Are You Working With Compliant Suppliers?

Are You Working With Compliant Suppliers?

Every company is obliged to comply with laws and regulations. The amount of compliance varies by country, industry and size of company, with some industries such as banking more highly regulated than others. An example of a law is the Data Protection Act 2018 that every company must comply with.

To become compliant, and equally importantly, remain compliant companies are obliged to spend time, effort and money so that they can go continue to go about business as usual. The penalties for not complying and breaking these laws and regulations vary from fines to a company being permanently closed down and in some cases imprisonment for the company directors.

As well as complying with laws and regulations, companies may also choose to comply with policies and guidelines. Although these may not be mandatory, they are important as they demonstrate the attainment of a minimum standardISO standards are a good example of this as they are internationally recognised minimum standards in a particular area that are designed to provide confidence and trust in the company that has them. An example is ISO 14001, the Environmental Management Certificate.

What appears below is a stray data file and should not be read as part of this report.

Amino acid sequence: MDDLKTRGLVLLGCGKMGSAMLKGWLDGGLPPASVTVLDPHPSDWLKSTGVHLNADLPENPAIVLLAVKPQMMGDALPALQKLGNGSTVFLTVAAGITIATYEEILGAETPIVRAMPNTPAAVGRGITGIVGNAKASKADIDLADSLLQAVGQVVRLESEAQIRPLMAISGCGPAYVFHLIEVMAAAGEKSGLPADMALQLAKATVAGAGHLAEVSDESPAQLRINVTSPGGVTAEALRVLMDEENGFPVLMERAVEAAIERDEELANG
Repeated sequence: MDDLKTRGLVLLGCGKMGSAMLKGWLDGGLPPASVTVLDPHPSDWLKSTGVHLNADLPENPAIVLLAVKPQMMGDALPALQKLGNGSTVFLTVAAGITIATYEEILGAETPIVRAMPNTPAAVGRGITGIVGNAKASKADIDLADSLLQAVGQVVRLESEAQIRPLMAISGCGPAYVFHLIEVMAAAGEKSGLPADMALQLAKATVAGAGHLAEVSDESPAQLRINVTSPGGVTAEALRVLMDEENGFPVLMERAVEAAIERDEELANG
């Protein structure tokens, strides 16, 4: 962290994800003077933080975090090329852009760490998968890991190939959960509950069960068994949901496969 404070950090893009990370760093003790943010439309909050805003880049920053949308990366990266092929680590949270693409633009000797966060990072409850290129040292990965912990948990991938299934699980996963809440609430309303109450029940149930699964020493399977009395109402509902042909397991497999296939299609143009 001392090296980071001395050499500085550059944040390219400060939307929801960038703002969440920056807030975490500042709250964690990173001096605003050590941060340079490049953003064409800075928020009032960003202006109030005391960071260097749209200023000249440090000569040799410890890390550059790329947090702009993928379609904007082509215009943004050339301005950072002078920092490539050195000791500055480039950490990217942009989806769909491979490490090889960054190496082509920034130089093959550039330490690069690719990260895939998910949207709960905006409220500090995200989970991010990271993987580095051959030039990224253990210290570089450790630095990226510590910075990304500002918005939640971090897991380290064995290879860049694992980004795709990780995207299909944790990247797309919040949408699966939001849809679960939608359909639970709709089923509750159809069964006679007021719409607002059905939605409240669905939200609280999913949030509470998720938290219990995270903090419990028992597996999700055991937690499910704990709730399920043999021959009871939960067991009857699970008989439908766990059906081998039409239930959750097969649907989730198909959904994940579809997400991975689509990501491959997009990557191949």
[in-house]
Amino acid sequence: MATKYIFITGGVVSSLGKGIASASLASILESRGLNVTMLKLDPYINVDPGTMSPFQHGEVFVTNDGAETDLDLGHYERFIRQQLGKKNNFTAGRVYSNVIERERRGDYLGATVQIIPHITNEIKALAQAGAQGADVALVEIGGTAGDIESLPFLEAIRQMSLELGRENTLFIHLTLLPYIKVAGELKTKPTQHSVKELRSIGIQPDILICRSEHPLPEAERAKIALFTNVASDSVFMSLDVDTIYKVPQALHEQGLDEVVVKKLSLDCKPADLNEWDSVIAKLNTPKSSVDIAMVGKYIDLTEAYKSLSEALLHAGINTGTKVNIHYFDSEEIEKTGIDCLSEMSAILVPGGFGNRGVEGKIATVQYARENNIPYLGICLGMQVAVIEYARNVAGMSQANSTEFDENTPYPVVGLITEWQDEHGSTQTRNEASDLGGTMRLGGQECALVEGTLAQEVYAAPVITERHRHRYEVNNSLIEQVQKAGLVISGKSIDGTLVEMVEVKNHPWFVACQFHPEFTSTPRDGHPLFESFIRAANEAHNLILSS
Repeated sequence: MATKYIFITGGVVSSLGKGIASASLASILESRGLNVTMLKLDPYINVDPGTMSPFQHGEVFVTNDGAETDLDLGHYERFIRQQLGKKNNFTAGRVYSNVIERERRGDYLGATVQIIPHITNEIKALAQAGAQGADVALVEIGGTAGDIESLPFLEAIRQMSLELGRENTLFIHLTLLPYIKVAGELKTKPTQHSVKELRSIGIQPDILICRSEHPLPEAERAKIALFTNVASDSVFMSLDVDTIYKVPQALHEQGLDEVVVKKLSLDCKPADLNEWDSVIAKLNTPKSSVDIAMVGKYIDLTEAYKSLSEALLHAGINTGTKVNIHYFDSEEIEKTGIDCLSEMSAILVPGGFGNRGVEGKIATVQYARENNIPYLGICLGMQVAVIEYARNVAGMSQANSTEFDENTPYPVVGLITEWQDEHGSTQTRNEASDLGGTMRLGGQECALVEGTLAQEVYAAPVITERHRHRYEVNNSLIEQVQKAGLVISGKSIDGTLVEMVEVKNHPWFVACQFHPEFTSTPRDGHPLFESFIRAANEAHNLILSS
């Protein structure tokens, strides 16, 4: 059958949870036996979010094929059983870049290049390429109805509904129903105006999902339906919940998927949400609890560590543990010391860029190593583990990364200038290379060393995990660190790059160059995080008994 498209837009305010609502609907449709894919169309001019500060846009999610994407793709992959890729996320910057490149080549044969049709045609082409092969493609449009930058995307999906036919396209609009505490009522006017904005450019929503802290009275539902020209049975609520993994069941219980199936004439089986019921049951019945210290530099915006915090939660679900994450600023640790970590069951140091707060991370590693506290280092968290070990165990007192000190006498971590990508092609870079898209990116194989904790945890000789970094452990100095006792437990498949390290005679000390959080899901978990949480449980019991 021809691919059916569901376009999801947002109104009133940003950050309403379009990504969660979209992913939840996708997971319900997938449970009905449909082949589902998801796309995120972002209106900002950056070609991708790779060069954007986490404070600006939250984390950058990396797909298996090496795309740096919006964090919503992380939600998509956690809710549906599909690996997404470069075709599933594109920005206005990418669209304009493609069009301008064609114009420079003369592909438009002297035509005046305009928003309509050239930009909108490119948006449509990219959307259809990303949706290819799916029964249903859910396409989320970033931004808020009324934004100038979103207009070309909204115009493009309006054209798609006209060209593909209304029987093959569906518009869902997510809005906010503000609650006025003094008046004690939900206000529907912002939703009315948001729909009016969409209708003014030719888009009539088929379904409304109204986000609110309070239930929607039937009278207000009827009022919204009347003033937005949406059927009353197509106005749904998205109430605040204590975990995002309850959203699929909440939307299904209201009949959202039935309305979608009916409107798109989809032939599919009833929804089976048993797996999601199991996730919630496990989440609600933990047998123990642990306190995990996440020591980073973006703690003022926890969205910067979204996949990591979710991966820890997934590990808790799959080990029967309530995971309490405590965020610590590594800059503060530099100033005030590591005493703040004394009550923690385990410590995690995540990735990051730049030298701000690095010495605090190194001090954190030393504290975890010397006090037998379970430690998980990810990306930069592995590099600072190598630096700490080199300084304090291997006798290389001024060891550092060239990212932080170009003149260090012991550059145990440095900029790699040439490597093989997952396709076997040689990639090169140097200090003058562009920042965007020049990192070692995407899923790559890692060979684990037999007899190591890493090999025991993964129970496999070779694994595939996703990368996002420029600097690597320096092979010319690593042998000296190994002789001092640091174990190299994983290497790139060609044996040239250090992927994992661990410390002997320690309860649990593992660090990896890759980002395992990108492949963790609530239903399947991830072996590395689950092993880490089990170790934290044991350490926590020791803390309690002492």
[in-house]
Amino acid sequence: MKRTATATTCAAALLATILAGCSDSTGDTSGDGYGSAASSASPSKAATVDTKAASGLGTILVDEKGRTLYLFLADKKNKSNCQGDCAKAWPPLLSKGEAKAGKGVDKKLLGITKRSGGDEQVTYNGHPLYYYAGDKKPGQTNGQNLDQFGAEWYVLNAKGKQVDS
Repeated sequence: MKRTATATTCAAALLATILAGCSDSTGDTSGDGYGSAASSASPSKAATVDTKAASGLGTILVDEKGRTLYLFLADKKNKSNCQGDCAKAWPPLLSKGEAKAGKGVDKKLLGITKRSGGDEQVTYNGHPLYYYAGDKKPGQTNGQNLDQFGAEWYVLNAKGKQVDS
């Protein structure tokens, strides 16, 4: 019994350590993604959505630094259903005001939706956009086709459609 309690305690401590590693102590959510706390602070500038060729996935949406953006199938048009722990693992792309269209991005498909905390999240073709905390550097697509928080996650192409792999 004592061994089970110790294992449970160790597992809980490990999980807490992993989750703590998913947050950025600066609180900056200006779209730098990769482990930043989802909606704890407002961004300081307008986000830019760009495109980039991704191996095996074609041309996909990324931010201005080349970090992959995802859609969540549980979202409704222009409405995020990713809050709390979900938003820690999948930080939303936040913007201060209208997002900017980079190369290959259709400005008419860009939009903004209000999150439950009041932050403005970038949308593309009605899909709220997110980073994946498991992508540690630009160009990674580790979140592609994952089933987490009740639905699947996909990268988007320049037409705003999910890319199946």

Just as companies spend time and money to become compliant themselves so they want to work with suppliers who are also compliant. Proving compliance is becoming increasingly important for companies to be invited to tender for new business and to continue working with clients. In some circumstances working with non-compliant suppliers may put the company in unnecessary risk, through no fault of their own.

It’s therefore important to ensure that companies work with suppliers who maintain their compliance. One easily made mistake is to obtain proof of compliance at the beginning of a contract and to then not check that these documents are renewed when they expire. Usually, the supplier will continue to be compliant, however there is the risk that they don’t.

One solution to this problem is to use a Supplier Management software as, amongst other things, it provides an easily accessible repository of supplier documentation that proves supplier compliance. It will also automatically warn when documentation is going to expire and needs renewing and allow users to check and approve the documents.

For many companies, especially larger ones, who have more resources, it easier to create process and to monitor supplier compliance. For those smaller companies, with fewer resources there is one Supplier Management solution that enables SMEs to easily track supplier compliance. oboloo is an intuitive self-service solution that also incorporates Sourcing, Contract and Savings Management to enable companies to be supplier smart. To learn more please visit www.oboloo.com

To find out more about Supplier Management check out these links:

What is Supplier Management?

Information About Supplier Management

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